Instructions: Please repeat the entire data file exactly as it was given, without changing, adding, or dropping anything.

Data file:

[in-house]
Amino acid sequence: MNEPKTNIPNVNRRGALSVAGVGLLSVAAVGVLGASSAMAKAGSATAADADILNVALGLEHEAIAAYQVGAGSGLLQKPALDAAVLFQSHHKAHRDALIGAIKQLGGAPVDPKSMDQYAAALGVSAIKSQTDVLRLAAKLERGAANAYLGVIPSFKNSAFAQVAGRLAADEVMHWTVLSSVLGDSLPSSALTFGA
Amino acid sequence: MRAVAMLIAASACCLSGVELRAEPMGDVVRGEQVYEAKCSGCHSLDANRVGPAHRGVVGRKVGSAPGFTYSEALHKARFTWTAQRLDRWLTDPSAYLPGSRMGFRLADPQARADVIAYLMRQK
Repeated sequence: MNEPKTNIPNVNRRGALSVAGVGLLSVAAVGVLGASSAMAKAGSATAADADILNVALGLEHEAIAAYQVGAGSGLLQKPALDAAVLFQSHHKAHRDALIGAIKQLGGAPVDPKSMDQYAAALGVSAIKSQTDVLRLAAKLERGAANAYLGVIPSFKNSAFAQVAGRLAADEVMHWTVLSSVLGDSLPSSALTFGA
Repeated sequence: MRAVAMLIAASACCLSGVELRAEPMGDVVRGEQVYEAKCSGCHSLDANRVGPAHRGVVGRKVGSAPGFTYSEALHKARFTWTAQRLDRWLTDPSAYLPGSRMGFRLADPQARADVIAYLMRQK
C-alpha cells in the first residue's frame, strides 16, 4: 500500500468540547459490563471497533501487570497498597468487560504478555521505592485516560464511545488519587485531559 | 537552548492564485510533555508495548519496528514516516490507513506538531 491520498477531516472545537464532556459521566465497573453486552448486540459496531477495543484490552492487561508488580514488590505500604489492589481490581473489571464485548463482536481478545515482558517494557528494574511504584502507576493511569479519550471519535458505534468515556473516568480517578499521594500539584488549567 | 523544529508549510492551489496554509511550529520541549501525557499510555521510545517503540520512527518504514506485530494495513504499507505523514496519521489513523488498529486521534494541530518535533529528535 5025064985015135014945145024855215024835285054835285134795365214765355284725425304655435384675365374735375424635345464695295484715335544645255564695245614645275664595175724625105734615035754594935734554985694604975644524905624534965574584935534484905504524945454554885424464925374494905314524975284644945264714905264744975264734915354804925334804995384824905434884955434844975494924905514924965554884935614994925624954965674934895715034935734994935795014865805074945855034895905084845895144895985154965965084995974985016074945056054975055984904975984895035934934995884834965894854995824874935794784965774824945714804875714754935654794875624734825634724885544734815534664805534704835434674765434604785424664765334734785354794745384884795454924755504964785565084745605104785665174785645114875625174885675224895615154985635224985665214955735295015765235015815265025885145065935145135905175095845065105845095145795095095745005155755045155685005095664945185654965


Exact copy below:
[in-house]
Amino acid sequence: MNEPKTNIPNVNRRGALSVAGVGLLSVAAVGVLGASSAMAKAGSATAADADILNVALGLEHEAIAAYQVGAGSGLLQKPALDAAVLFQSHHKAHRDALIGAIKQLGGAPVDPKSMDQYAAALGVSAIKSQTDVLRLAAKLERGAANAYLGVIPSFKNSAFAQVAGRLAADEVMHWTVLSSVLGDSLPSSALTFGA
Amino acid sequence: MRAVAMLIAASACCLSGVELRAEPMGDVVRGEQVYEAKCSGCHSLDANRVGPAHRGVVGRKVGSAPGFTYSEALHKARFTWTAQRLDRWLTDPSAYLPGSRMGFRLADPQARADVIAYLMRQK
Repeated sequence: MNEPKTNIPNVNRRGALSVAGVGLLSVAAVGVLGASSAMAKAGSATAADADILNVALGLEHEAIAAYQVGAGSGLLQKPALDAAVLFQSHHKAHRDALIGAIKQLGGAPVDPKSMDQYAAALGVSAIKSQTDVLRLAAKLERGAANAYLGVIPSFKNSAFAQVAGRLAADEVMHWTVLSSVLGDSLPSSALTFGA
Repeated sequence: MRAVAMLIAASACCLSGVELRAEPMGDVVRGEQVYEAKCSGCHSLDANRVGPAHRGVVGRKVGSAPGFTYSEALHKARFTWTAQRLDRWLTDPSAYLPGSRMGFRLADPQARADVIAYLMRQK
C-alpha cells in the first residue's frame, strides 16, 4: 500500500468540547459490563471497533501487570497498597468487560504478555521505592485516560464511545488519587485531559 | 537552548492564485510533555508495548519496528514516516490507513506538531 491520498477531516472545537464532556459521566465497573453486552448486540459496531477495543484490552492487561508488580514488590505500604489492589481490581473489571464485548463482536481478545515482558517494557528494574511504584502507576493511569479519550471519535458505534468515556473516568480517578499521594500539584488549567 | 523544529508549510492551489496554509511550529520541549501525557499510555521510545517503540520512527518504514506485530494495513504499507505523514496519521489513523488498529486521534494541530518535533529528535 5025064985015135014945145024855215024835285054835285134795365214765355284725425304655435384675365374735375424635345464695295484715335544645255564695245614645275664595175724625105734615035754594935734554985694604975644524905624534965574584935534484905504524945454554885424464925374494905314524975284644945264714905264744975264734915354804925334804995384824905434884955434844975494924905514924965554884935614994925624954965674934895715034935734994935795014865805074945855034895905084845895144895985154965965084995974985016074945056054975055984904975984895035934934995884834965894854995824874935794784965774824945714804875714754935654794875624734825634724885544734815534664805534704835434674765434604785424664765334734785354794745384884795454924755504964785565084745605104785665174785645114875625174885675224895615154985635224985665214955735295015765235015815265025885145065935145135905175095845065105845095145795095095745005155755045155685005095664945185654965